Are you ready for an extra dose of the Weekly GV? Ready or not, here it comes. Gore Vidal viewed Tricky Dick with an appalled fascination. It resulted in Vidal’s 1972 play, An Evening With Richard Nixon.
The play is a wry examination of the career and Presidency (up to that pre-Watergate point) of Richard M. Nixon (Irving). As it starts, two pundits, a William F. Buckley-like Pro (Rupert) and a Gore Vidal-like Con (Estredo) are debating the worthiness of Nixon. Unable to settle their differences objectively, they magically convene a tribunal of deceased, past Presidents — Eisenhower (Sterling), Kennedy (King) and Washington (Newman) — to review the Nixon career and pass judgment. The rules are strict: anything we observe in the central playing area, which is dedicated to historical recreation, is taken from actual public record; every word spoken by anyone is what that person actually said. This applies especially to Nixon, whose words, we are assured, remain in their original context. Only Pro, Con and the Tribunal speak freely in the immediate present. And of course, they have much to say.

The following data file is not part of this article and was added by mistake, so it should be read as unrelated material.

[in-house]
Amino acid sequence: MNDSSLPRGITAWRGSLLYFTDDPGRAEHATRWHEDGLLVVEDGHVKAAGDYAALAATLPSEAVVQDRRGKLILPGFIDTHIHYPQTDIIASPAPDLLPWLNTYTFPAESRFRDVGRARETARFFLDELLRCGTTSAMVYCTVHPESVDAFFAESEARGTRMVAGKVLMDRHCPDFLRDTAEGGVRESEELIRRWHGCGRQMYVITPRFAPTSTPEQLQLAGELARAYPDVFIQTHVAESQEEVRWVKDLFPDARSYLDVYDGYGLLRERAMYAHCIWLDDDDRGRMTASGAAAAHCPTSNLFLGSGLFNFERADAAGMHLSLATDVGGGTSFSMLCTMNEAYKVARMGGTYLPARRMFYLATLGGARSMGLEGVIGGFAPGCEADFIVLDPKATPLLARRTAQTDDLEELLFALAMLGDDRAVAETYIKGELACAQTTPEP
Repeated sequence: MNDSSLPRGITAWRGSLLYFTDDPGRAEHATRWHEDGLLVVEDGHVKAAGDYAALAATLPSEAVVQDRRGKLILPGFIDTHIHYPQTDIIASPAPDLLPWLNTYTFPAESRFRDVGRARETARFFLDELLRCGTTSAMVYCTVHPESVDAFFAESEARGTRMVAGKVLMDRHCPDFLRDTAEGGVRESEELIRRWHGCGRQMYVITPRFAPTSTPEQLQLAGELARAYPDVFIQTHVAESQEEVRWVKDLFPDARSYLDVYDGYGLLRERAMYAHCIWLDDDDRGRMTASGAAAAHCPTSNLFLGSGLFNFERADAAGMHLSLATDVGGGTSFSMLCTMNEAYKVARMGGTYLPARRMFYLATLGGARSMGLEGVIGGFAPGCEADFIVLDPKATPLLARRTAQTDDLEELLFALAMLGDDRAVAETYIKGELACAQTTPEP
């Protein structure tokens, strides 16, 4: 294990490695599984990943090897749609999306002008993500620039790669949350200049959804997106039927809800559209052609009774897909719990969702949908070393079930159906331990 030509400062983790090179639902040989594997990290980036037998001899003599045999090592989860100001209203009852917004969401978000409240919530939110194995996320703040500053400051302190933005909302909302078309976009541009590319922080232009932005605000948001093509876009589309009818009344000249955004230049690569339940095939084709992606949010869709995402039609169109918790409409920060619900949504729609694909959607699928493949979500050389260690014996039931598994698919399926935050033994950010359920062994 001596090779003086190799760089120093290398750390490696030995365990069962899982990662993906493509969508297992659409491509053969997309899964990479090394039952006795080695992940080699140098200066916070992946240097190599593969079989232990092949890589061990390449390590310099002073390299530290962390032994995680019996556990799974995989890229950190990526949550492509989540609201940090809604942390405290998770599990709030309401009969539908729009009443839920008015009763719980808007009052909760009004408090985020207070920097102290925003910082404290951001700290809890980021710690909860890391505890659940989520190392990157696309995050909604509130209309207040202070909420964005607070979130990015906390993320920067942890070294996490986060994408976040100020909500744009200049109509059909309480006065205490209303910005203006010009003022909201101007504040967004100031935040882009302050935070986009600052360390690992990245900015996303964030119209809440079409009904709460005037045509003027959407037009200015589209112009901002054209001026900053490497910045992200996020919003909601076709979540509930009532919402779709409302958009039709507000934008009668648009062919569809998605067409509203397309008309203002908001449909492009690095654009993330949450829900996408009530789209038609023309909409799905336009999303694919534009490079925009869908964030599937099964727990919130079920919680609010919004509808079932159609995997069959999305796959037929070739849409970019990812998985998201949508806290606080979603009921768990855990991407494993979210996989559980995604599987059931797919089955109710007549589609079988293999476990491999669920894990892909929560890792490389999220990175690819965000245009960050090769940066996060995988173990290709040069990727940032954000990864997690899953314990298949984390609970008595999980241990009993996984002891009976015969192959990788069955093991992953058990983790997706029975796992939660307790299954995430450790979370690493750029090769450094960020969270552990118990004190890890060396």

I’ve only read the text, I’ve never heard the LP and it’s not online. But the album art by animator Paul (Sky Bear) Gruwell not only rocks, it rules.